Cryptology ePrint Archive: Report 2004/331

Code-Based Game-Playing Proofs and the Security of Triple Encryption

Mihir Bellare and Phillip Rogaway

Abstract: The game-playing technique is a powerful tool for analyzing cryptographic constructions. We illustrate this by using games as the central tool for proving security of three-key triple-encryption, a long-standing open problem. Our result, which is in the ideal-cipher model, demonstrates that for DES parameters (56-bit keys and 64-bit plaintexts) an adversary's maximal advantage is small until it asks about $2^{78}$ queries. Beyond this application, we develop the foundations for game playing, formalizing a general framework for game-playing proofs and discussing techniques used within such proofs. To further exercise the game-playing framework we show how to use games to get simple proofs for the PRP/PRF Switching Lemma, the security of the basic CBC~MAC, and the chosen-plaintext-attack security of OAEP.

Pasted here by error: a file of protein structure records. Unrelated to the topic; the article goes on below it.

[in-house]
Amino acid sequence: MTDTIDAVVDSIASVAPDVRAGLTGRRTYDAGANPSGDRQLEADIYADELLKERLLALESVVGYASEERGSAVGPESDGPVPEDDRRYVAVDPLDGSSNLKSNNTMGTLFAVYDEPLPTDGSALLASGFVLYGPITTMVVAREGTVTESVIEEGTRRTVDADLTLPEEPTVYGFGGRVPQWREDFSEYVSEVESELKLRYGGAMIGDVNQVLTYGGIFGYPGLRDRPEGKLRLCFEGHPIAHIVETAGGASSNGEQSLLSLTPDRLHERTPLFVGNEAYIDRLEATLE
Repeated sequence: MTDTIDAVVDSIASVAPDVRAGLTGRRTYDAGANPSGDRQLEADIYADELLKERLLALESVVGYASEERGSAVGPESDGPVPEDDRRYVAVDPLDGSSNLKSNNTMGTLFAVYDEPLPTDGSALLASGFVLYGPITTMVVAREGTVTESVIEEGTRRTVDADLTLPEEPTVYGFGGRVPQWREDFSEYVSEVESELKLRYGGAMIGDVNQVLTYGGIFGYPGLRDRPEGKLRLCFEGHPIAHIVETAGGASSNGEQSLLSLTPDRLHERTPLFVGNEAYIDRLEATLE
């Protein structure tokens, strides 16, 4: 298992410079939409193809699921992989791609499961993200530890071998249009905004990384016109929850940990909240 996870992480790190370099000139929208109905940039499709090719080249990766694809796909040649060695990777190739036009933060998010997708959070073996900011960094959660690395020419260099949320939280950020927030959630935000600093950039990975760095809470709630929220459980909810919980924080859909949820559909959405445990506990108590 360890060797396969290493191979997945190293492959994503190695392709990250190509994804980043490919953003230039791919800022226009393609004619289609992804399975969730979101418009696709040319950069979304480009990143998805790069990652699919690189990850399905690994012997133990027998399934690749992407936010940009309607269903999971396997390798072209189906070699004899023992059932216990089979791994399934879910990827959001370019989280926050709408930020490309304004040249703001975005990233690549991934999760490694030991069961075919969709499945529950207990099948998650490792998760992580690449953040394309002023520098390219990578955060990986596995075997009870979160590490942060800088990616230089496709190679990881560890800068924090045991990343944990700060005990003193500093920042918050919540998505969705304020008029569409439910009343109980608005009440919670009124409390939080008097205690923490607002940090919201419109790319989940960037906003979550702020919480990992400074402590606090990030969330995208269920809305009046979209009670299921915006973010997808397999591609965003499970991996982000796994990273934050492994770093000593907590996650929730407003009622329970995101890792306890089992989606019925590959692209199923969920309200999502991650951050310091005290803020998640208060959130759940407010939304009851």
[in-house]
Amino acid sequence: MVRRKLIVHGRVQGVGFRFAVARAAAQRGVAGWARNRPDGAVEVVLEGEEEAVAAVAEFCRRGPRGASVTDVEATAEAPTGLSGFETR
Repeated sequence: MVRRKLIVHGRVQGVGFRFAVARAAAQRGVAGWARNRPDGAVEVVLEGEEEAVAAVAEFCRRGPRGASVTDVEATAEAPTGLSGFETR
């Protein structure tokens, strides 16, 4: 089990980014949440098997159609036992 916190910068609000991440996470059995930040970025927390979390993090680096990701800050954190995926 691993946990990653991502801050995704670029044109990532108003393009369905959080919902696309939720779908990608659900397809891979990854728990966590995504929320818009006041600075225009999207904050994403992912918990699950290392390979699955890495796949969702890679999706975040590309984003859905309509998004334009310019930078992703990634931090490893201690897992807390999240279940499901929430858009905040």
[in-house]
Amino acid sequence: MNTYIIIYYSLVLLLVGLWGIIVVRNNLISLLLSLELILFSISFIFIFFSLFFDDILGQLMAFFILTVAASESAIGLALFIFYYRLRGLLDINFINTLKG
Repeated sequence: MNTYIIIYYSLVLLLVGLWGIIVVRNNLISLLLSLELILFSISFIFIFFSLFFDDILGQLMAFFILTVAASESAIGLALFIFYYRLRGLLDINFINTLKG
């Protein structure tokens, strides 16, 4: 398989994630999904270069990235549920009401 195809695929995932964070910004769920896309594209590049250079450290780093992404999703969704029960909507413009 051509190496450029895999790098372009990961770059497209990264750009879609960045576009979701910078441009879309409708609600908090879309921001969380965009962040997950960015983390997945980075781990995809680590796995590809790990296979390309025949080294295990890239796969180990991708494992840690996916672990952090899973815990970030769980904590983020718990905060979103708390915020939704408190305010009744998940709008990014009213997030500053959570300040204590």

Category / Keywords: Cryptographic analysis techniques,

Date: received 30 Nov 2004, last revised 28 Nov 2008

Contact author: mihir at cs ucsd edu

Available format(s): PDF | BibTeX Citation

Note: An earlier version of this paper was entitled "The Game-Playing Technique." The current version is substantially different.

Version: 20081129:034148 (All versions of this report)

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